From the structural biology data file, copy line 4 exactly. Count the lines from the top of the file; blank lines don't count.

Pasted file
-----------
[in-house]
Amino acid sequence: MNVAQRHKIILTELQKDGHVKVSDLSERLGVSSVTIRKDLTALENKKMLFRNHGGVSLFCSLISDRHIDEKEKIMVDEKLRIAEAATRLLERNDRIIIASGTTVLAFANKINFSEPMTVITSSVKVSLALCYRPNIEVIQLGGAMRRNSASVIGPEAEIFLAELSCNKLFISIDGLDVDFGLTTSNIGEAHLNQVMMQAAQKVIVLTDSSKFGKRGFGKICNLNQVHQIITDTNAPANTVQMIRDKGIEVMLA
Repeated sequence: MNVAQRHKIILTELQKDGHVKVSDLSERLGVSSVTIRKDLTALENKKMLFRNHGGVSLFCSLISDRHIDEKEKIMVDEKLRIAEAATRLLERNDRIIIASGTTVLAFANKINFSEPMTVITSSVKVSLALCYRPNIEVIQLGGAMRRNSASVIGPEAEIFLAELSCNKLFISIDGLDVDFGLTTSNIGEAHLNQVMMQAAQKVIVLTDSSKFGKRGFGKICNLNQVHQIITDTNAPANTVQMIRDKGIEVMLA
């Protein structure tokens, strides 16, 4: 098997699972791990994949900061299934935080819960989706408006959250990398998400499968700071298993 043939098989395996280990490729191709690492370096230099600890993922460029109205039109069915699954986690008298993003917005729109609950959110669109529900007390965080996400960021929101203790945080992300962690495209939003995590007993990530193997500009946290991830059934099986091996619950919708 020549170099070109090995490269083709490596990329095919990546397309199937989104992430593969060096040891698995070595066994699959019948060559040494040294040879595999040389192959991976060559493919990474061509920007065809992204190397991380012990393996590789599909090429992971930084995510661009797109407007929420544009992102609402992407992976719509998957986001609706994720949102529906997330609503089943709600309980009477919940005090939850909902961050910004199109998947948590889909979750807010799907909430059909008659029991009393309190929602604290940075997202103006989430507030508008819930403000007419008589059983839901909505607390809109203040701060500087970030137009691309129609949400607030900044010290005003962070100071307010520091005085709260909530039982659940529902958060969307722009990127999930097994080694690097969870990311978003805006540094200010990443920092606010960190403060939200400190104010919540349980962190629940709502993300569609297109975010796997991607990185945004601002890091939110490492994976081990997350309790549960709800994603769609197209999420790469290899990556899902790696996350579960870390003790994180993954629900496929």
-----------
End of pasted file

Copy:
């Protein structure tokens, strides 16, 4: 098997699972791990994949900061299934935080819960989706408006959250990398998400499968700071298993 043939098989395996280990490729191709690492370096230099600890993922460029109205039109069915699954986690008298993003917005729109609950959110669109529900007390965080996400960021929101203790945080992300962690495209939003995590007993990530193997500009946290991830059934099986091996619950919708 020549170099070109090995490269083709490596990329095919990546397309199937989104992430593969060096040891698995070595066994699959019948060559040494040294040879595999040389192959991976060559493919990474061509920007065809992204190397991380012990393996590789599909090429992971930084995510661009797109407007929420544009992102609402992407992976719509998957986001609706994720949102529906997330609503089943709600309980009477919940005090939850909902961050910004199109998947948590889909979750807010799907909430059909008659029991009393309190929602604290940075997202103006989430507030508008819930403000007419008589059983839901909505607390809109203040701060500087970030137009691309129609949400607030900044010290005003962070100071307010520091005085709260909530039982659940529902958060969307722009990127999930097994080694690097969870990311978003805006540094200010990443920092606010960190403060939200400190104010919540349980962190629940709502993300569609297109975010796997991607990185945004601002890091939110490492994976081990997350309790549960709800994603769609197209999420790469290899990556899902790696996350579960870390003790994180993954629900496929």